In the event of an extreme surge, Northern Ireland's first Nightingale hospital has now been established at Belfast City Hospital. The unit will initially treat a mixture of patients who are critically ill and those who require admission to hospital with less acute symptoms. However, if the surge is more severe than expected, this new regional unit will have the capacity to treat up to 230 ventilated patients from across Northern Ireland. In this scenario, if local ICU services come under severe pressure, either due to the weight of demand or due to staff absence, they may need to be folded into the Nightingale hospital in a carefully planned and phased process, while ensuring that local services are still equipped to safely treat a small number of critically ill patients. However, I stress that much of the day-to-day, non-COVID business of the health service continues. People are still having strokes and heart attacks. That is why I urge anyone who suspects that they need to talk to a doctor or present to a hospital to do so. While having empty beds is positive, equally I do not want to see people who need to be in hospital not coming forward.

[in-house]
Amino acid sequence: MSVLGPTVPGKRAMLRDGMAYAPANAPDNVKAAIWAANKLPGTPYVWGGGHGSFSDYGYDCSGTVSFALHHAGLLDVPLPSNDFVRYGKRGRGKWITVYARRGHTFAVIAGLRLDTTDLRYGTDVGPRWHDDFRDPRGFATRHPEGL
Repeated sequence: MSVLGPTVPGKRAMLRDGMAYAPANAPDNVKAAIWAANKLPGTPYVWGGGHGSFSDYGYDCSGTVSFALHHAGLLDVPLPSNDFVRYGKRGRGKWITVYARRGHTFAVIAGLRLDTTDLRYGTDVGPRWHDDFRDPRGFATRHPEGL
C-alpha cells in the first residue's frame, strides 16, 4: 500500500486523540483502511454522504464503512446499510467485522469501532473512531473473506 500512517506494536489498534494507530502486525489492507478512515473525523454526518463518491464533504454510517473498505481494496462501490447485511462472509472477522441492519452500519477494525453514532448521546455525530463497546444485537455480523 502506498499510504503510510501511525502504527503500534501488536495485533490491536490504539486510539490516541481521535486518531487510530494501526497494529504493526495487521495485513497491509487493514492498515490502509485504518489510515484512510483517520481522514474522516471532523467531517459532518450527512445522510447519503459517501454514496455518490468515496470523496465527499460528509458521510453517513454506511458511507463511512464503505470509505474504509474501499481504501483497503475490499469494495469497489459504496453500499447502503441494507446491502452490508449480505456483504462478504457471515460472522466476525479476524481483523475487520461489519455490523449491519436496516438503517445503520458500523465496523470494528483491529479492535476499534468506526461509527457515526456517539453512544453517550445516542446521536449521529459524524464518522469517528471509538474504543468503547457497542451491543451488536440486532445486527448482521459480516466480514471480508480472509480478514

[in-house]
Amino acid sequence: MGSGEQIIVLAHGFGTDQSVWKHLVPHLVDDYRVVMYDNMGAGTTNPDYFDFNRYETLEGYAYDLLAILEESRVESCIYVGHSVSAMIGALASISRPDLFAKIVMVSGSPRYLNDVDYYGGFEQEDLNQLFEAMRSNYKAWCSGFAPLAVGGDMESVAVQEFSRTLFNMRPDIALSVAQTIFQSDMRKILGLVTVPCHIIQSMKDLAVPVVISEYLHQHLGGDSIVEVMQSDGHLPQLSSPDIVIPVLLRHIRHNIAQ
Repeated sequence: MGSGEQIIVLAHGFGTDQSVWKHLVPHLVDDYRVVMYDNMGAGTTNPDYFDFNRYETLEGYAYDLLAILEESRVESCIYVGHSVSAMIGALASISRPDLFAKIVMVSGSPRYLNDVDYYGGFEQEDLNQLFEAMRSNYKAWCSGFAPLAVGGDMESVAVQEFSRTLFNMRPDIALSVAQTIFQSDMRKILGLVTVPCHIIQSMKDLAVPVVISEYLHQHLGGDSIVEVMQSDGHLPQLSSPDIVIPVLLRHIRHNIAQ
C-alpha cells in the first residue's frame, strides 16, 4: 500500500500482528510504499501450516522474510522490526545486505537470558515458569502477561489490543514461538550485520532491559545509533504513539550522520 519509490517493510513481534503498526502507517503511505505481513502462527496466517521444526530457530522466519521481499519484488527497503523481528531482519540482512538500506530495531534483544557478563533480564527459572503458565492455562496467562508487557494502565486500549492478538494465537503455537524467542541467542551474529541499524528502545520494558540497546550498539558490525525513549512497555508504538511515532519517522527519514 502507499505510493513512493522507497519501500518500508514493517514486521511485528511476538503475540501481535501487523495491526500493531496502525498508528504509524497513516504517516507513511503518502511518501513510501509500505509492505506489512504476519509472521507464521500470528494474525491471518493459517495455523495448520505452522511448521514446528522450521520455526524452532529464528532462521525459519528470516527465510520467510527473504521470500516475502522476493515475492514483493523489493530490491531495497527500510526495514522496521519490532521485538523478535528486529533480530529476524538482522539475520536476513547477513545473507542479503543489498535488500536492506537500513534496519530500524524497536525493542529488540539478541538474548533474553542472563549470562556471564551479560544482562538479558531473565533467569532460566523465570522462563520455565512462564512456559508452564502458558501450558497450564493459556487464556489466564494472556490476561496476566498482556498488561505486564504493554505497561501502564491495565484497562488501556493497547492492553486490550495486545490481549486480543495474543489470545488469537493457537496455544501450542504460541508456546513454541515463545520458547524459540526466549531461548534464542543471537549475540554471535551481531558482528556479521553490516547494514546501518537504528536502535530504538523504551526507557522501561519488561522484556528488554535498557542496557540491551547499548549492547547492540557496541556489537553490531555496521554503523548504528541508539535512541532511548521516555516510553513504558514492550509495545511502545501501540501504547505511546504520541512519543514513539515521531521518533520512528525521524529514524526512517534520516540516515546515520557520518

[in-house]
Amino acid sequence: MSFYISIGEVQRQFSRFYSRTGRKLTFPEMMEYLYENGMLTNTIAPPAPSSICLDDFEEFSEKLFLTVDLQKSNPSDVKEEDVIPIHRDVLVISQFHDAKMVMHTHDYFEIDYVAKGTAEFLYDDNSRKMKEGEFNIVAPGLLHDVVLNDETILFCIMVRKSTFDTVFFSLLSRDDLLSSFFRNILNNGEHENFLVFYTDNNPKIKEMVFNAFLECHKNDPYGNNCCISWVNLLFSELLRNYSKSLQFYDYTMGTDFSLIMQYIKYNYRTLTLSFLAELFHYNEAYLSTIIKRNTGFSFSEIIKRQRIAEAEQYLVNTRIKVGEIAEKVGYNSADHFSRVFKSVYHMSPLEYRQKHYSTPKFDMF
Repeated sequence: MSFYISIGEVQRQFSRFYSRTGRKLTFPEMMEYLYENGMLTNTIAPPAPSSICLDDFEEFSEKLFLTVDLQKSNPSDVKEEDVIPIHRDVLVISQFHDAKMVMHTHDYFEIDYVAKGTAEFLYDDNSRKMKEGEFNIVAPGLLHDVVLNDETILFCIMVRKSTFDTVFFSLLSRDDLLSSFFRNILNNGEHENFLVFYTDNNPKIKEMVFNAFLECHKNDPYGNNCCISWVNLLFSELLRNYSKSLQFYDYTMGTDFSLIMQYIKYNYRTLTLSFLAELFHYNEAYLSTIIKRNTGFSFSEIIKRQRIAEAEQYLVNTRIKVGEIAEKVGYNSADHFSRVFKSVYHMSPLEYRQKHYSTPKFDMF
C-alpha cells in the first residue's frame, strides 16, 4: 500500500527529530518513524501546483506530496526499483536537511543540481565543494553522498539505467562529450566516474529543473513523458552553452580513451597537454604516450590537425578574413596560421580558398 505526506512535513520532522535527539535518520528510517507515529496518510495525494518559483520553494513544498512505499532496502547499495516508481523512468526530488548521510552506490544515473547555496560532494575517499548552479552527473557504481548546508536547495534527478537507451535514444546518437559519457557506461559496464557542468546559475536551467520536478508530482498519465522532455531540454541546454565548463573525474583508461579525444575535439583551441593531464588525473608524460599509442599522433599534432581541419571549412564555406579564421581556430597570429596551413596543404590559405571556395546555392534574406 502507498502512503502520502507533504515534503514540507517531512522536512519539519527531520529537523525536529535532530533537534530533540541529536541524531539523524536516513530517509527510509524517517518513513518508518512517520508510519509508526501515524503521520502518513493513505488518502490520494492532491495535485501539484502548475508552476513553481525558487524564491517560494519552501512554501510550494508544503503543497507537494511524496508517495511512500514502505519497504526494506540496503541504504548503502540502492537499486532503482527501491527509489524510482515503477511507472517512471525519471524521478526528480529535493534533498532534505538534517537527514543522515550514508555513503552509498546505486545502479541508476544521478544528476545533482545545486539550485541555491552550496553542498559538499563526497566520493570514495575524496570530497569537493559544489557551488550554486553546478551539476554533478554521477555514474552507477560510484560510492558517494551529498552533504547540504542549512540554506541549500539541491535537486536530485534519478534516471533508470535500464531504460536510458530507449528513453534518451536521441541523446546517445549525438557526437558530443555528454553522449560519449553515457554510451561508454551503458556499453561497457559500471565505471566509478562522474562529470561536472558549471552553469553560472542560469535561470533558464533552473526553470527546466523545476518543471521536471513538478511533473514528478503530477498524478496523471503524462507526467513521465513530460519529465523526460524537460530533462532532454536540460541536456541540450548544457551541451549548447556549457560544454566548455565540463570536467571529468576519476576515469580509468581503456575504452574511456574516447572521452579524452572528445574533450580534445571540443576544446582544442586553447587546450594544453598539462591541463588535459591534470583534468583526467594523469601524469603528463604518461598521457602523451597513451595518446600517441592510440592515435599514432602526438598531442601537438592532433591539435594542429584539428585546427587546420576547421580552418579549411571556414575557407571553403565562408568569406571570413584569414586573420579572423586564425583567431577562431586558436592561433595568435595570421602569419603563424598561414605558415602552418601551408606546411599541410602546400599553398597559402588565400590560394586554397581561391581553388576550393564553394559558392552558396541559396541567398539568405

In recent days, I have also approved two decisions to activate military aid to civil authority (MACA). This was something that I announced almost a fortnight ago that I was minded to do. The first decision relates to the need to redistribute medical equipment between hospitals across Northern Ireland to ensure that all hospitals have the necessary equipment, including ventilators, required to fully enact their surge plans. The second relates to the provision of technical advice and assistance to explore the potential for the development of a new, temporary Nightingale facility. There have been lessons learned in the course of our preparations for this surge, and one is the need for a regional facility that can react quickly to changing patterns of demand in the event of an extreme surge of COVID-19 patients.